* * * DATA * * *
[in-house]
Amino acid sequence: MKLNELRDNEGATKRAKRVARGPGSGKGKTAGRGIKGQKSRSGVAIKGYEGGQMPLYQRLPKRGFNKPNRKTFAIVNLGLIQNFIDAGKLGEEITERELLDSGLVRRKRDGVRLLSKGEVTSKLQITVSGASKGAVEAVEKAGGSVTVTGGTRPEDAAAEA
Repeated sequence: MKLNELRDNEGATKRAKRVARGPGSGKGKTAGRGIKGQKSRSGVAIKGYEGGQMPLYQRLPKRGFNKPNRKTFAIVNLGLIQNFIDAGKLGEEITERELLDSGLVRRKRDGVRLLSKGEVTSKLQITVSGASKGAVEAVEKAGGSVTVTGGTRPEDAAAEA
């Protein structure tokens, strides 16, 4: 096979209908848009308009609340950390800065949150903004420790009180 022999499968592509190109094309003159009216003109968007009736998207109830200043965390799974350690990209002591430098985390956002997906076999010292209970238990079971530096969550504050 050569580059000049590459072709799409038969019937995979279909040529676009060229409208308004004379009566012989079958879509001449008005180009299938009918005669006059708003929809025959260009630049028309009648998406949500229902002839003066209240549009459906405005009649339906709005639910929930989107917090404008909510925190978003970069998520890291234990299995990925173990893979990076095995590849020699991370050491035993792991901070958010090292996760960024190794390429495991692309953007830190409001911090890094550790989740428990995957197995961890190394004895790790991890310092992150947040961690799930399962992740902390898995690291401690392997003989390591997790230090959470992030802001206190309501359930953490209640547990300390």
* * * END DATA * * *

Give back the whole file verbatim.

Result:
[in-house]
Amino acid sequence: MKLNELRDNEGATKRAKRVARGPGSGKGKTAGRGIKGQKSRSGVAIKGYEGGQMPLYQRLPKRGFNKPNRKTFAIVNLGLIQNFIDAGKLGEEITERELLDSGLVRRKRDGVRLLSKGEVTSKLQITVSGASKGAVEAVEKAGGSVTVTGGTRPEDAAAEA
Repeated sequence: MKLNELRDNEGATKRAKRVARGPGSGKGKTAGRGIKGQKSRSGVAIKGYEGGQMPLYQRLPKRGFNKPNRKTFAIVNLGLIQNFIDAGKLGEEITERELLDSGLVRRKRDGVRLLSKGEVTSKLQITVSGASKGAVEAVEKAGGSVTVTGGTRPEDAAAEA
């Protein structure tokens, strides 16, 4: 096979209908848009308009609340950390800065949150903004420790009180 022999499968592509190109094309003159009216003109968007009736998207109830200043965390799974350690990209002591430098985390956002997906076999010292209970238990079971530096969550504050 050569580059000049590459072709799409038969019937995979279909040529676009060229409208308004004379009566012989079958879509001449008005180009299938009918005669006059708003929809025959260009630049028309009648998406949500229902002839003066209240549009459906405005009649339906709005639910929930989107917090404008909510925190978003970069998520890291234990299995990925173990893979990076095995590849020699991370050491035993792991901070958010090292996760960024190794390429495991692309953007830190409001911090890094550790989740428990995957197995961890190394004895790790991890310092992150947040961690799930399962992740902390898995690291401690392997003989390591997790230090959470992030802001206190309501359930953490209640547990300390």